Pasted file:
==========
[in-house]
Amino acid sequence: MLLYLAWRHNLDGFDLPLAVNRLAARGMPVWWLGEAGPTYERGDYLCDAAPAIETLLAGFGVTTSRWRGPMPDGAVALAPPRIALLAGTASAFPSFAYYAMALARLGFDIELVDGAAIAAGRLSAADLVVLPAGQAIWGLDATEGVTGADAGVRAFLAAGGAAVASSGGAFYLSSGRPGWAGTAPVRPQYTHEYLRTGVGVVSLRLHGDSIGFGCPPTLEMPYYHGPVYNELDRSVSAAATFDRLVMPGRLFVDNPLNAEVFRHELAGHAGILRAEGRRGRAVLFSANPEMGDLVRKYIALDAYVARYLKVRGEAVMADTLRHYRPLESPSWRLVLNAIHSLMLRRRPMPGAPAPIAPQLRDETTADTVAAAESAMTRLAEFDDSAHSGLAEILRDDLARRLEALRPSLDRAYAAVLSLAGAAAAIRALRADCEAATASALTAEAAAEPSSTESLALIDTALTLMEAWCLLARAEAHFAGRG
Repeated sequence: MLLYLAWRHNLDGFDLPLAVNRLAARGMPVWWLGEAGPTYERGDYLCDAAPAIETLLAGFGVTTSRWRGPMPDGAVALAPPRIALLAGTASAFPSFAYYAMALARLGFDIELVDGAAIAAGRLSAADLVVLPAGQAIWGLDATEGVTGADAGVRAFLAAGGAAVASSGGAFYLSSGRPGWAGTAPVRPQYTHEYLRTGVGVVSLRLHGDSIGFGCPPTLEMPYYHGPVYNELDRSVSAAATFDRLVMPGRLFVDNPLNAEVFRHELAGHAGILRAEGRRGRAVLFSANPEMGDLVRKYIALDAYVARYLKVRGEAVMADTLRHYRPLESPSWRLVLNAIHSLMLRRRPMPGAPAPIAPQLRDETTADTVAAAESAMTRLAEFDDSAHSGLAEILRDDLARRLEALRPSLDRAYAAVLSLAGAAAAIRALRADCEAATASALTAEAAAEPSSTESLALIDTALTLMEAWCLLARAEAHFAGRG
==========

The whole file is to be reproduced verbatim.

[in-house]
Amino acid sequence: MLLYLAWRHNLDGFDLPLAVNRLAARGMPVWWLGEAGPTYERGDYLCDAAPAIETLLAGFGVTTSRWRGPMPDGAVALAPPRIALLAGTASAFPSFAYYAMALARLGFDIELVDGAAIAAGRLSAADLVVLPAGQAIWGLDATEGVTGADAGVRAFLAAGGAAVASSGGAFYLSSGRPGWAGTAPVRPQYTHEYLRTGVGVVSLRLHGDSIGFGCPPTLEMPYYHGPVYNELDRSVSAAATFDRLVMPGRLFVDNPLNAEVFRHELAGHAGILRAEGRRGRAVLFSANPEMGDLVRKYIALDAYVARYLKVRGEAVMADTLRHYRPLESPSWRLVLNAIHSLMLRRRPMPGAPAPIAPQLRDETTADTVAAAESAMTRLAEFDDSAHSGLAEILRDDLARRLEALRPSLDRAYAAVLSLAGAAAAIRALRADCEAATASALTAEAAAEPSSTESLALIDTALTLMEAWCLLARAEAHFAGRG
Repeated sequence: MLLYLAWRHNLDGFDLPLAVNRLAARGMPVWWLGEAGPTYERGDYLCDAAPAIETLLAGFGVTTSRWRGPMPDGAVALAPPRIALLAGTASAFPSFAYYAMALARLGFDIELVDGAAIAAGRLSAADLVVLPAGQAIWGLDATEGVTGADAGVRAFLAAGGAAVASSGGAFYLSSGRPGWAGTAPVRPQYTHEYLRTGVGVVSLRLHGDSIGFGCPPTLEMPYYHGPVYNELDRSVSAAATFDRLVMPGRLFVDNPLNAEVFRHELAGHAGILRAEGRRGRAVLFSANPEMGDLVRKYIALDAYVARYLKVRGEAVMADTLRHYRPLESPSWRLVLNAIHSLMLRRRPMPGAPAPIAPQLRDETTADTVAAAESAMTRLAEFDDSAHSGLAEILRDDLARRLEALRPSLDRAYAAVLSLAGAAAAIRALRADCEAATASALTAEAAAEPSSTESLALIDTALTLMEAWCLLARAEAHFAGRG